The process of designing, monitoring and evaluating the trials was intended to involve goat-keepers actively.   The trials were designed with a treatment and control group in the same village, so that a ‘with/without’ comparison could be made.  This has been done either (a) by selecting different goat-keepers of similar socio-economic status for the two groups; or (b) having treatment and control animals belonging to the same owners. Non-experimental variables have not been controlled in any way, and, apart from applying the treatment, goat-keepers have been encouraged to follow their normal practices.

The project team concluded at the outset that it would be necessary to subsidise treatments to some extent, in order to: (a) encourage participation; and (b) to compensate people in the treatment groups for any potential risk to which their animals might be exposed, and for the time they contributed to the monitoring of the trial. People in the control groups were also provided with material incentives of a different nature that would not affect the outcome of the trial (e.g. provision of a breeding buck). However, the project team also considered it important that goat-keepers contribute to the costs of the treatment, as a demonstration of their interest in the technology to be tested and the problem being addressed. The project’s approach has been to phase out subsidies where technologies prove to be effective.  

Methods used in monitoring and evaluation

In most trials there has been a two-pronged monitoring system, comprising: fortnightly monitoring of goat productivity parameters (e.g. milk production); and monthly meetings with participants to discuss how the trials were progressing. The former provides quantitative information, while the latter provides qualitative information, including the goat-keepers’ perceptions of how the animals are responding to the treatment and any issues that are concerning them. One or more literate persons from each trial village has been given training by the project in how to measure and monitor the relevant goat productivity parameter(s), and has been paid for doing this. Joint evaluation meetings with participants (from both the treatment and control groups) have been held at the end of the trials.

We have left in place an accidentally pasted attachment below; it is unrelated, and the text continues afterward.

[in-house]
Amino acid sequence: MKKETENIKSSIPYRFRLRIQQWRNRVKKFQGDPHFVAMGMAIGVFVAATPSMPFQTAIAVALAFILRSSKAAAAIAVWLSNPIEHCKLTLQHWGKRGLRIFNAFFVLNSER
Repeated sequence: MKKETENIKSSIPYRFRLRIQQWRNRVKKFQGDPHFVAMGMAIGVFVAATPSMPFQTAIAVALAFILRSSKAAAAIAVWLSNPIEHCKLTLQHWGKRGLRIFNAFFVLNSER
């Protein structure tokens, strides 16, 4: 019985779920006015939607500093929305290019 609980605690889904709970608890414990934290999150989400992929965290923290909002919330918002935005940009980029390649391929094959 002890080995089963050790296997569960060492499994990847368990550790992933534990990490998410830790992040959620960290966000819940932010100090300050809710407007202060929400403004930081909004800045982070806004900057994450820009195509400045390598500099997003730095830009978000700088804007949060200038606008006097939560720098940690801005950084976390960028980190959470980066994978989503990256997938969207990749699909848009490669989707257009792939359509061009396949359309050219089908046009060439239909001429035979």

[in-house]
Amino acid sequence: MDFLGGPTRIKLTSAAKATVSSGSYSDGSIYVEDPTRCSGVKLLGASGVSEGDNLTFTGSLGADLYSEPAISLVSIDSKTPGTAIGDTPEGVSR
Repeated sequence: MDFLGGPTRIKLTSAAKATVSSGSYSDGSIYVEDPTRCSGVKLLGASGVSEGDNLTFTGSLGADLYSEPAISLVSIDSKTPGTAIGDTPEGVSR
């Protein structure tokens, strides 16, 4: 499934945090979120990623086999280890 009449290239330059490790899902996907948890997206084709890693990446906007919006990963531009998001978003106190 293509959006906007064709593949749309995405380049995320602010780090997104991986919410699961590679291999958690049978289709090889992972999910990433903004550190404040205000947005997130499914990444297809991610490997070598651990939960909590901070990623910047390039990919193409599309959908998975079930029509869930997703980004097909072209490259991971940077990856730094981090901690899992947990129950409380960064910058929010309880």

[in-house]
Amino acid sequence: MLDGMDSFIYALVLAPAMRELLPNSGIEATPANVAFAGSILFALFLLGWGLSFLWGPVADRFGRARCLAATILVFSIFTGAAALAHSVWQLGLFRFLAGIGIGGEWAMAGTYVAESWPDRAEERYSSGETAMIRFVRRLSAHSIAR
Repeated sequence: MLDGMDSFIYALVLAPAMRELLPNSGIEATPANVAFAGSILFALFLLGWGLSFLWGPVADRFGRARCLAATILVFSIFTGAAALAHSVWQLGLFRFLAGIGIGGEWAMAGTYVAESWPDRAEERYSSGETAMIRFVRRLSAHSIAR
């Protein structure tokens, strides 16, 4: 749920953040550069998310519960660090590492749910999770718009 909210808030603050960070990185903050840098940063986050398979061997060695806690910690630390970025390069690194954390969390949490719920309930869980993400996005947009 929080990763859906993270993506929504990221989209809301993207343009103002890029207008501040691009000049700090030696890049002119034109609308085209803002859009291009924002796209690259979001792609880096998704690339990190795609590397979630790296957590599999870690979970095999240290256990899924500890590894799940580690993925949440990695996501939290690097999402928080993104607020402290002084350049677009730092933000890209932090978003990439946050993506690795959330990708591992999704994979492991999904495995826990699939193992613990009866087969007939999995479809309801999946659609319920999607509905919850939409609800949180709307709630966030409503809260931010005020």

The trials

There is not space to describe all of the trials in this article. Instead, the focus is on describing two sets of trials involving the most promising technologies, namely: 

Set 1:  The use of tree pods to improve kidding rates

In Bhilwara District of Rajasthan there was evidence that feed scarcity in the dry season could be acting as a constraint on the reproductive performance, particularly conception rates, of female goats belonging to poor people. In on-farm trials in 1998 and 1999 breeding does were fed a mixture (250 grams/day) of Prosopis juliflora pods and barley for 10 weeks, during the later part of the dry season when fodder scarcity is most acute. Prosopis juliflora pods are a good source of protein and energy, possessing 12-14% crude protein on a dry basis (Wood et al 2001). The pods were collected when they appeared on the trees in April and early May and stored for use later. In 2000 and 2001 similar trials were conducted, but this time the treatment (again 250 grams/day) was entirely Prosopis julifora pods.

Set 2:  The use of a local plant material as a dewormer